Social distancing is far-fetched in El Salvador’s prisons
Cuffed prisoners wearing only boxer shorts are packed in rows in prisons in El Salvador. The social distancing is far away, as can be seen in photographs released by the Salvadoran government itself. Only a mouth mask protects them from a Covid-19 infection.
The Central American country has been struggling for several days now with a murder wave in which at least 53 people lost their lives scattered over the territory.
President Nayib Bukele Ortez has authorized the military and police to use “deadly force” against armed gangs. The quarantine measures in force in El Salvador since March 22 are among the strictest in the region.
Police forces have their hands full with supervising compliance. Violators regularly end up under lock and key, a far-reaching measure where the Supreme Court also raises questions.
According to the government, drug gangs take advantage of the situation and are given more free rein to settle accounts with rival ‘maras’. The murders are often ‘ordered’ from prisons, according to government circles.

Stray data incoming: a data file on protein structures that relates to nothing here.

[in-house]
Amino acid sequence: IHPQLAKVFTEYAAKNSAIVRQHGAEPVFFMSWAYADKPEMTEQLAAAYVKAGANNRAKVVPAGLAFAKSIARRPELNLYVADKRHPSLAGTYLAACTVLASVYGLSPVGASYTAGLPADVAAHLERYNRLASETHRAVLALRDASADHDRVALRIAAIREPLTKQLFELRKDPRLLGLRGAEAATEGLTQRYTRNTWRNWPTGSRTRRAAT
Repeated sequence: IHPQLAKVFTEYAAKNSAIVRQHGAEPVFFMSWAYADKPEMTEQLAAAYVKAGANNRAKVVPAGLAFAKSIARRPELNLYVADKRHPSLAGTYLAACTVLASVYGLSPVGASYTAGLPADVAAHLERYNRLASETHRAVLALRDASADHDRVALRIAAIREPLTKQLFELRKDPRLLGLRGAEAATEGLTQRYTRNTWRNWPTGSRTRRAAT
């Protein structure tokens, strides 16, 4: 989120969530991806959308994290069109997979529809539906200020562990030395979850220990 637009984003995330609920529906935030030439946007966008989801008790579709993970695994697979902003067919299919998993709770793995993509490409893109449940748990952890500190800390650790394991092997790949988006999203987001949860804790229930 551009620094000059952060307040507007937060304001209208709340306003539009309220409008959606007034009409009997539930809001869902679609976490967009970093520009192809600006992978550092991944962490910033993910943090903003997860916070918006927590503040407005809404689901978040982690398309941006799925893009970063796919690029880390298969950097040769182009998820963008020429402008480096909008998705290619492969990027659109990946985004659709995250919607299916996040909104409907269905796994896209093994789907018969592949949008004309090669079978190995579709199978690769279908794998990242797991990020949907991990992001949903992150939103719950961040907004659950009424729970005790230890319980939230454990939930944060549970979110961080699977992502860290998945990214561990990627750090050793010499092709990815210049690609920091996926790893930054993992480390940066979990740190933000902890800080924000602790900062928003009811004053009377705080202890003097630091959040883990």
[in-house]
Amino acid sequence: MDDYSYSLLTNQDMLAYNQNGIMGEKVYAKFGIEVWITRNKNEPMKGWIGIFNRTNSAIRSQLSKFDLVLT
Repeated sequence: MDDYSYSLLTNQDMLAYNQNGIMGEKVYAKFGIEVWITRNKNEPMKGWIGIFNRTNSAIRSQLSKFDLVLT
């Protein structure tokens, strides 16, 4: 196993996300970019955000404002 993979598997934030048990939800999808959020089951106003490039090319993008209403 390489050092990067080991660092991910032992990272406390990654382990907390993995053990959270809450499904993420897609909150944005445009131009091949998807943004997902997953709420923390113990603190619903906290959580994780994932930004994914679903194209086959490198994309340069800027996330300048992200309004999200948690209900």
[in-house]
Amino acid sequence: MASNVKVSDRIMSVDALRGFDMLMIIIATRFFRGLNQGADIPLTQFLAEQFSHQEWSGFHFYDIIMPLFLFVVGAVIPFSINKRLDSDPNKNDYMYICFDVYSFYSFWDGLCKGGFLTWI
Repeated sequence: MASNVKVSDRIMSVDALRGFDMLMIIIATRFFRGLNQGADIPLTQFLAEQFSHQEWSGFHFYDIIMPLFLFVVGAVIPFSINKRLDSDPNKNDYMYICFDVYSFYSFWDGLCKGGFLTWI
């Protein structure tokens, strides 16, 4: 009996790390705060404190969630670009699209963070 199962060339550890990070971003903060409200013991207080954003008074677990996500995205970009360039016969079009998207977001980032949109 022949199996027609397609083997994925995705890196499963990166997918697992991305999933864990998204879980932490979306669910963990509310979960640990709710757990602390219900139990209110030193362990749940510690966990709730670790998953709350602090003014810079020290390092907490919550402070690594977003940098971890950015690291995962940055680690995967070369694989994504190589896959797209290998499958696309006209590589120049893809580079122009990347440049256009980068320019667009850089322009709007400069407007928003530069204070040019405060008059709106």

It led to 24 murders in a day on Friday, the highest figure since Bukele took office in June 2019. Police reported an additional 29 killings on Sunday afternoon.
The head of state then gave the go-ahead for stricter measures. “Police and our armed forces must give priority to protecting their own lives, those of their colleagues and those of honest citizens. The use of lethal force is permitted in self-defense or defense of the lives of Salvadorans.”
In five prisons, riot police searched the cells of rival gang members looking for weapons, drugs, and smuggled phones.
Agents gathered the prisoners in the courtyard. Dressed only in boxer shorts and with a mouth mask on, they had to sit handcuffed in rows.
Detainees must now also share group cells with members of other gangs. In this way, the government wants to disrupt the hierarchy and communication between prisoners.
According to prison authorities, some 12,862 gang members are being held in Salvadoran prisons.
The Central American country, with a population of 6.4 million, has long been considered one of the most dangerous countries in the world. The number of corona infections is 298 cases. Eight people have died as a result of Covid-19.